Time-series analyses on 4065% (7.5% acrylamide) parallel gradient gels was used to determine the run-time that separated most of the 28 A1 alleles (homoduplexes only) and to assess changes in the relative positions of alleles at different denaturant concentrations. Virtually all of the alleles were differentiated by DGGE, with the exception of two sets of alleles with a single C-G transversion within 10 bp of the clamped primer and one set of alleles with a single A-T transversion at nt 237. The remaining 5 sets of alleles with single base differences at positions ranging from nt 85 to 282 (24 to 243 not including 5'-clamped primer) were differentiated, as well as all alleles with a greater number of differences. Thus, the range of denaturant gradient used and the addition of the GC-clamp facilitated sampling of sequence variation over virtually the entire A1 fragment.
As expected from the presence of two melting domains within the A1 sequence, time series analysis revealed a number of alleles which shifted relative positions on the gel when electrophoresed into different ranges of denaturant concentration. Moreover, some alleles that migrated differentially through the gel at low concentrations of denaturant became indistinguishable when electrophoresed in high denaturant concentrations (Figure 3). As a result, there was no single run-time that consistently separated all of the alleles. In the time series shown in Figure 3, the best separation of alleles was obtained at a run-time of 5.5 hr, which placed the DNA fragments between 48% and 53% denaturant, a range in which dissociation of the A1 low melting domain was completed and the high melting domain was initiated. At this run-time, 18 alleles were distinctive, and 5 sets of alleles migrated to similar positions and were consequently binned into 5 allelic groups.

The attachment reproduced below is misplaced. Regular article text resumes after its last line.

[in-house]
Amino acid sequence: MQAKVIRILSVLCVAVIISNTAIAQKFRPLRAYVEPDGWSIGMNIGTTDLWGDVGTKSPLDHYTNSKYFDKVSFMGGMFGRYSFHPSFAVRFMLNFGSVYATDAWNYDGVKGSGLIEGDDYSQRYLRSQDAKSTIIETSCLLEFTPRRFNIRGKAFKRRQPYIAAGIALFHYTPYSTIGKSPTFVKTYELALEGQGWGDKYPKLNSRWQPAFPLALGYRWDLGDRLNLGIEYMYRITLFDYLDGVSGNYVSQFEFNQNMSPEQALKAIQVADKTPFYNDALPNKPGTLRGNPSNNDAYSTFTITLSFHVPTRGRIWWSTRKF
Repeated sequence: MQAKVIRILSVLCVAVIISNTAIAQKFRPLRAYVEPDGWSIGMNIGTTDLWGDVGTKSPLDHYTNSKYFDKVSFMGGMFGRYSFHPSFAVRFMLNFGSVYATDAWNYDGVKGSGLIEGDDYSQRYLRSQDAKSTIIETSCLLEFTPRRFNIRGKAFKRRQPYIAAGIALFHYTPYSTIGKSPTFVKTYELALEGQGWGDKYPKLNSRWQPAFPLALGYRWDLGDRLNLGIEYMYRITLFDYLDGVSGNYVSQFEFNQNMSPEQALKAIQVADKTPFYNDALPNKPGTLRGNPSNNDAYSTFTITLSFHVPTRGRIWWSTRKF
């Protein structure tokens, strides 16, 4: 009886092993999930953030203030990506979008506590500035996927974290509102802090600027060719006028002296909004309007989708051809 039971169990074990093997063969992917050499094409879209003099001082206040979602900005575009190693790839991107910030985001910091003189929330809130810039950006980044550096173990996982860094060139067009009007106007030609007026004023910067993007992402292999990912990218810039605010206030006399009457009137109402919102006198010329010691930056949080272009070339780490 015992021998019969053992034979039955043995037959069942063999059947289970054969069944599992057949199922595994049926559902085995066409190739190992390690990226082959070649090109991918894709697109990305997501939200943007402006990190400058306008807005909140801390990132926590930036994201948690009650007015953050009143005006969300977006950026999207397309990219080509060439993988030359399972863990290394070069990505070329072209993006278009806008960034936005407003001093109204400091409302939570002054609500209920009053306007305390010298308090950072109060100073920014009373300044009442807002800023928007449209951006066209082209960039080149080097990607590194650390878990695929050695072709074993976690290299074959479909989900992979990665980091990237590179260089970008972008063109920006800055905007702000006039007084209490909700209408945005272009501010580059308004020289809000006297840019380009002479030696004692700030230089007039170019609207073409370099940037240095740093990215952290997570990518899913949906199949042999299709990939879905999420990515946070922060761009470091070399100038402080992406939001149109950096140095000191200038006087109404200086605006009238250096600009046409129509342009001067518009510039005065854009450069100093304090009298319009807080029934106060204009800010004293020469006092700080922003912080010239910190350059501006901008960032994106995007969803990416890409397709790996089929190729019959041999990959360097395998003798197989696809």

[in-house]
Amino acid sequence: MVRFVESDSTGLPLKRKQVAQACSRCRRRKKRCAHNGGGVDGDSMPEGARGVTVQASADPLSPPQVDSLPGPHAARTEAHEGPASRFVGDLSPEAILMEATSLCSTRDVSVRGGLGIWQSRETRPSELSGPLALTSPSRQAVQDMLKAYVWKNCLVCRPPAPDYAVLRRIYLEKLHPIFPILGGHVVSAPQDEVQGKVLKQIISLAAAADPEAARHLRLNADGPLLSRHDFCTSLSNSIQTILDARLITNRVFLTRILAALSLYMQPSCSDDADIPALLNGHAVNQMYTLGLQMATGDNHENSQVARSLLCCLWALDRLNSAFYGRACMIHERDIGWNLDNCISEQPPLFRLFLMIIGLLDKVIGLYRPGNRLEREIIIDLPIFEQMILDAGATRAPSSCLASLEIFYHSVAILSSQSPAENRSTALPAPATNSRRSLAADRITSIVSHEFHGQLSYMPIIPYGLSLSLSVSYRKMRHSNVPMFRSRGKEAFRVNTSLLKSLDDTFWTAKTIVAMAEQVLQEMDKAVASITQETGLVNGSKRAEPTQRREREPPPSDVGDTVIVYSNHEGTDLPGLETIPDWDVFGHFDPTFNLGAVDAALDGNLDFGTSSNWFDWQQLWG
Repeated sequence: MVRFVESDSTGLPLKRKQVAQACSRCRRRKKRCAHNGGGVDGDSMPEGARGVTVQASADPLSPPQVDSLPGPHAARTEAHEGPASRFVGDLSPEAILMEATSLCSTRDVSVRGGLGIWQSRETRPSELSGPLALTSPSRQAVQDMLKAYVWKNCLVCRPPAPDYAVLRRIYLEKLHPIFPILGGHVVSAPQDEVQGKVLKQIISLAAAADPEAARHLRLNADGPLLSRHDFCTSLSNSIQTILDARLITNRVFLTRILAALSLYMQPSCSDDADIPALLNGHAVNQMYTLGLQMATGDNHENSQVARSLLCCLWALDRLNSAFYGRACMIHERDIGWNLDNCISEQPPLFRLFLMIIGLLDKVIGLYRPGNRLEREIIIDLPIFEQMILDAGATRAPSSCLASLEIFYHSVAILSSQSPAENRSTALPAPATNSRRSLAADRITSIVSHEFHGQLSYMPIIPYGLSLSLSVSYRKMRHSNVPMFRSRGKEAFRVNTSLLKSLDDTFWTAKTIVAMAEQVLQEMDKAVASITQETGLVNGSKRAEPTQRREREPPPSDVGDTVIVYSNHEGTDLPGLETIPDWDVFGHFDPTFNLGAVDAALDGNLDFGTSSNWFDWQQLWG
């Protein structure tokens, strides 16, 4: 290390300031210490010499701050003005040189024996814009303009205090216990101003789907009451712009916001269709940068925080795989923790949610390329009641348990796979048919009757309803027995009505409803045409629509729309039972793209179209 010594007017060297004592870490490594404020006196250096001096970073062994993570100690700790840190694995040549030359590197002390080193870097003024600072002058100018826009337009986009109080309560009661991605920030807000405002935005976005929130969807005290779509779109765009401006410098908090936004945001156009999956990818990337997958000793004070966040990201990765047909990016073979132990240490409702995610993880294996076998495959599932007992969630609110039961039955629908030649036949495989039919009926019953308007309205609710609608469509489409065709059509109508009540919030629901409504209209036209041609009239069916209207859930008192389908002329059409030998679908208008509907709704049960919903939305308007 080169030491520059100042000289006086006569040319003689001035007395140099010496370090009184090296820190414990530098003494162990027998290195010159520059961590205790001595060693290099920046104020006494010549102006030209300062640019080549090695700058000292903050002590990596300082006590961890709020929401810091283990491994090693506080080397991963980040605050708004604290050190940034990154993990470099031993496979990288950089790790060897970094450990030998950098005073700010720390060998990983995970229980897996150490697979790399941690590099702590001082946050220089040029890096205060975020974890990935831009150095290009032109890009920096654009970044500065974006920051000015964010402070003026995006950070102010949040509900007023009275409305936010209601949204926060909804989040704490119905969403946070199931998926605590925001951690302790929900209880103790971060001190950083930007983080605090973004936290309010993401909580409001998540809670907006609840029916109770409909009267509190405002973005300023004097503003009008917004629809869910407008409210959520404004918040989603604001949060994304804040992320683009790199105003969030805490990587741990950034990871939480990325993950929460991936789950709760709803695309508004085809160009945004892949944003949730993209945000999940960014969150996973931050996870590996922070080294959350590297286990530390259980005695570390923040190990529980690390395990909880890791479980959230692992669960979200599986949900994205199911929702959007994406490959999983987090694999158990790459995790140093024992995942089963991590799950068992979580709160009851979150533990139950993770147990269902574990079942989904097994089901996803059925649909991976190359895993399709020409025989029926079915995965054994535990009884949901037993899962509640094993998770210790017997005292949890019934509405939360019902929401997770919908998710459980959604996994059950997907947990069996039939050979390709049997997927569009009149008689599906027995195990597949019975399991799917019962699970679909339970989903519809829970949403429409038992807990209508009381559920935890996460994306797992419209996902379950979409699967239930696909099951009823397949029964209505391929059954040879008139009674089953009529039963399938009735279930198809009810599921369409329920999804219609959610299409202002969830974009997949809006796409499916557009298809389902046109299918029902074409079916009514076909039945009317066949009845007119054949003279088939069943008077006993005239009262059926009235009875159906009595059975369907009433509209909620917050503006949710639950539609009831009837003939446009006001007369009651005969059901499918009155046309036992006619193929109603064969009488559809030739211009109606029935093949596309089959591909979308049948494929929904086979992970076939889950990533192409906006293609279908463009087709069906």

For the homoduplex A1 allele fragments, increasing mig ration distance through the denaturing gradient was strongly correlated with increasing overall GC content. However, the presence/absence of the 2-codon insert, and the GC content of the last 70 nt (distal to the GC-clamp) also had apparent influence on allelic migration. Prior to any allele dissociation, alleles separated according to size, with the alleles containing the two-codon insert migrating slower than those without the insert. However, once alleles began to dissociate, the insert was apparently less influential on allele migration than was the GC content, and some of the alleles that contained the insert and a high overall GC content migrated past alleles that did not contain the insert. In addition, because much of the gradient sampled variation in the low melt domain, GC content distal to the GC-clamp was more influential on the overall migration distances of the homoduplexes than GC content close to the clamp.